Introducing World Religions: A Christian Engagement.
By Charles E. Farhadian. Grand Rapids: Baker Academic, 2015. Pp. xxiv, 600. $49.99.
At last Christians have a world religions textbook that does what this kind of textbook should do for Christians (or anyone): (1) offer a balanced, holistic, cross-cultural presentation of what the modern term "religion" means to those who use it, along with some semantic history; (2) provide multidiscipline perspectives (psychological, sociological, anthropological, historical, environmental, economic, phenomenological) for understanding religion, with exemplary scholars and history for the approach of each discipline; (3) emphasize the persistence of indigenous/primal religion, in contrast with that of religion that travels the world (as people travel the world); (4) survey both synchronically and diachronically the major religious traditions of the world, highlighting their main discernments, practices, and movements and including well-chosen lists of key terms and timelines; (5) include excerpts of important scriptures that serve student learning exceptionally well; (6) deliver brilliant photographs, maps, and other images that enable the author's prose to come alive; and (7) cover religious traditions of China and Japan in ways authors of similar textbooks have not.
And I have not yet begun to describe what I like best about Farhadian's book! What particularly delights this reader, along with what is listed above, is his starting each chapter with "a contemporary snapshot," his explaining the source of the Western name of a particular world religion, along with the tradition's own name for itself, and finally his critical reflections on how and for what purpose Christians can engage respectfully and empathetically with those of another faith tradition. Decisive also are Farhadian's wisely selected quotations from contemporary leaders, theologians, and missiologists. New religious movements also receive their due here. To finish it off, Farhadian's textbook supplies ample notes, a bibliography, an excellent glossary of terms, and, for readers and teachers, substantial web material through Baker Academic Textbook eSources. Everything a Christian reader or student needs is here!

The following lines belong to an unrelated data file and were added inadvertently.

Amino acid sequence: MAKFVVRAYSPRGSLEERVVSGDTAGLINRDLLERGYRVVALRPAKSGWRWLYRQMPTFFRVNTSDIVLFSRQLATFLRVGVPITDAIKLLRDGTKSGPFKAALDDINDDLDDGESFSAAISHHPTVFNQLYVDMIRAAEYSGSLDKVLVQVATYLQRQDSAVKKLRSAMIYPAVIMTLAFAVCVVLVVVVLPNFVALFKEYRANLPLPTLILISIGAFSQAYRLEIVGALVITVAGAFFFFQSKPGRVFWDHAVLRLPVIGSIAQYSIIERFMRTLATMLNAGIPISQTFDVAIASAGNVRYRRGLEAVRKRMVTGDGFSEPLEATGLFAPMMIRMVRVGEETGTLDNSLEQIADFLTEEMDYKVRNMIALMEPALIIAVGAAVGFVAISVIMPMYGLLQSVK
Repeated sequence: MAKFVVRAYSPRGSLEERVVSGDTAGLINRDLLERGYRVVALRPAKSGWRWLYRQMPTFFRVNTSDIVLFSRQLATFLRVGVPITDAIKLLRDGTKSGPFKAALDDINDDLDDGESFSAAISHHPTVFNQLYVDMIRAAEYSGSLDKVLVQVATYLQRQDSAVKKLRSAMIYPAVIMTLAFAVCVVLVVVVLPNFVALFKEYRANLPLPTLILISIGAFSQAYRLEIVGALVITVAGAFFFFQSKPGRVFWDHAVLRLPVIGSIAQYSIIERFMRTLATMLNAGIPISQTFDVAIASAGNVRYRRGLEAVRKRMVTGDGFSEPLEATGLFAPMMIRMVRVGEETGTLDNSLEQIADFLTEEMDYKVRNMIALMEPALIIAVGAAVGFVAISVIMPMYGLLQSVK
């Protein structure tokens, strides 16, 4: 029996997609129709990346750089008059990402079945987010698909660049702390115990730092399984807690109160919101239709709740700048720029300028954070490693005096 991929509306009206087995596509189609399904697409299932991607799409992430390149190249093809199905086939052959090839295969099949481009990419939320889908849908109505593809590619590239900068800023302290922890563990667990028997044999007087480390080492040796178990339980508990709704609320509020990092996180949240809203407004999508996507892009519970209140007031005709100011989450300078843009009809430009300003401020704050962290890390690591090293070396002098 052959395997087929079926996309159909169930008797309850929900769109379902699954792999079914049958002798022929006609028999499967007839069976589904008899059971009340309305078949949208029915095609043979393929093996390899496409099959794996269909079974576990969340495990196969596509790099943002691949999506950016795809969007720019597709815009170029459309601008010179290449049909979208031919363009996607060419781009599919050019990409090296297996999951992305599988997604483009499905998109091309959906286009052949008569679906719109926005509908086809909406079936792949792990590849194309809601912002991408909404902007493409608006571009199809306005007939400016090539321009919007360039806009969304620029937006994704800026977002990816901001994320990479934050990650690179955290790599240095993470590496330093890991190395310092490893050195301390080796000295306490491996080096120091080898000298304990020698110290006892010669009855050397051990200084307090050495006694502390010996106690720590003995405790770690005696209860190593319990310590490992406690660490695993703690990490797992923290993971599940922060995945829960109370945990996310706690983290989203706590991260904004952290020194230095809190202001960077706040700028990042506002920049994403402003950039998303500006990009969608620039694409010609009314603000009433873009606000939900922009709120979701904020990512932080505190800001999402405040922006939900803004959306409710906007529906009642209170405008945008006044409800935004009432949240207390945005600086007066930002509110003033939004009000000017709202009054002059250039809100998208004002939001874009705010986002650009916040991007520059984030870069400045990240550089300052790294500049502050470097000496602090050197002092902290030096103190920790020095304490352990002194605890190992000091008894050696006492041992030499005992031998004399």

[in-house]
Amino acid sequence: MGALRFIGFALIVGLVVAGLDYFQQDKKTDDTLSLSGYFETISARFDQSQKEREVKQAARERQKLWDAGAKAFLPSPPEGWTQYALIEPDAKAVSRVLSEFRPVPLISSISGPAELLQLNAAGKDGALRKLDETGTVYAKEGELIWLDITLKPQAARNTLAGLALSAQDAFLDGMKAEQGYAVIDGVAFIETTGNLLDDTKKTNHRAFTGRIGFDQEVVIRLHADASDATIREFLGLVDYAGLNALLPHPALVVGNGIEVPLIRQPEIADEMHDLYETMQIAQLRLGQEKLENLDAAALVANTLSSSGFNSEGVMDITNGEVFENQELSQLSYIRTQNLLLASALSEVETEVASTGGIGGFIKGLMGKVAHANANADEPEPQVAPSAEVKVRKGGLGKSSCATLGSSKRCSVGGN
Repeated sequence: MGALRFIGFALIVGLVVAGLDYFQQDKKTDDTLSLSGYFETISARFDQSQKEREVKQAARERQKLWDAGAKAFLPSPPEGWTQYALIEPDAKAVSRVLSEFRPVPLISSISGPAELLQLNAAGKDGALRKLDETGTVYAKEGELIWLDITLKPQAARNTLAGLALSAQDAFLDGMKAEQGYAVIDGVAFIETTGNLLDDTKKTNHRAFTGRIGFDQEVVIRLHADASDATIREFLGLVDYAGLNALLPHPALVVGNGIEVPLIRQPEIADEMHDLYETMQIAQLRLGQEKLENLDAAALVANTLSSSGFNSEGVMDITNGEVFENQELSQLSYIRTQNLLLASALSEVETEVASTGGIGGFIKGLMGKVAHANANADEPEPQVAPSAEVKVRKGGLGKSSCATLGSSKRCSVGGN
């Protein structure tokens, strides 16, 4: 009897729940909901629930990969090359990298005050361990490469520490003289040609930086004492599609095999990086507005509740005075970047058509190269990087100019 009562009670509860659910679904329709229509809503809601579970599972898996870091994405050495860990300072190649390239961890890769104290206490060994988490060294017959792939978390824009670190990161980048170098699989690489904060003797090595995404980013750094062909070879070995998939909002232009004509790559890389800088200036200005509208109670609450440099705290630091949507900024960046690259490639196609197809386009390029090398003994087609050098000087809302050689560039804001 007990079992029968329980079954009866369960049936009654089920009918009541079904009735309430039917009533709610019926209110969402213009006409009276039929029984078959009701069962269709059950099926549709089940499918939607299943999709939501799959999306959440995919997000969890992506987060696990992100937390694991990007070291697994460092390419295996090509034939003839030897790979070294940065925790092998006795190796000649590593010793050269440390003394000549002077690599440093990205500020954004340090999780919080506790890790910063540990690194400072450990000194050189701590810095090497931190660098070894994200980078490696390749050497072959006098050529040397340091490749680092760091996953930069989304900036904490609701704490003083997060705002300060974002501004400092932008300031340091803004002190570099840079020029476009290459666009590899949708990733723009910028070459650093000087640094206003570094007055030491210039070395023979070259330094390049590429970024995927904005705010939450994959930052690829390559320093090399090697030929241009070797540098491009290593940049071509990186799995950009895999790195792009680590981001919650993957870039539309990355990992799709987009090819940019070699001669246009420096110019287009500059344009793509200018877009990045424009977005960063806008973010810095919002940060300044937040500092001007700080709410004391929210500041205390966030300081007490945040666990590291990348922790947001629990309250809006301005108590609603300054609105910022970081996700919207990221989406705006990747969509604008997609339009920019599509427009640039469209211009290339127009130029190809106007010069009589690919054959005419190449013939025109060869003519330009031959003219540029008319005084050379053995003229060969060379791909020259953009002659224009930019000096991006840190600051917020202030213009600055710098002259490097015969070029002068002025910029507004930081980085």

Farhadian, professor of world religions and Christian mission at Westmont College in Santa Barbara, CA, is an experienced fieldworker in Southeast Asia and the Pacific, with a focus on Islam. He is also a seasoned Christian liberal arts teacher, having taught at Calvin College prior to his move to Westmont College. As editor or coeditor of Introducing World Christianity; Christian Worship Worldwide: Expanding Horizons, Deepening Practices; The Oxford Handbook of Religious Conversion; and a forthcoming volume "Ring of Fire: Popular Christian Movements in Malaysia, Indonesia, and Singapore," Farhadian consistently asks Christians to address challenging themes of contextualized Christianity. For offering us the best of his scholarship in anthropology of religion, missiology, history of Christian mission, and world Christianity, Farhadian is to be congratulated and thanked. This excellent textbook, with its clear and helpful instruction, is a great gift. It belongs in every Christian teacher's hands and classroom in this era of globally interactive people of faith.
Reviewed by: Diane B. Obenchain Fuller Theological Seminary, Pasadena, CA
Diane B. Obenchain is professor of religion and director of the China Initiative at Fuller Theological Seminary, Pasadena, California.
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|Author:||Obenchain, Diane B.|
|Publication:||International Bulletin of Missionary Research|
|Article Type:||Book review|
|Date:||Jul 1, 2016|
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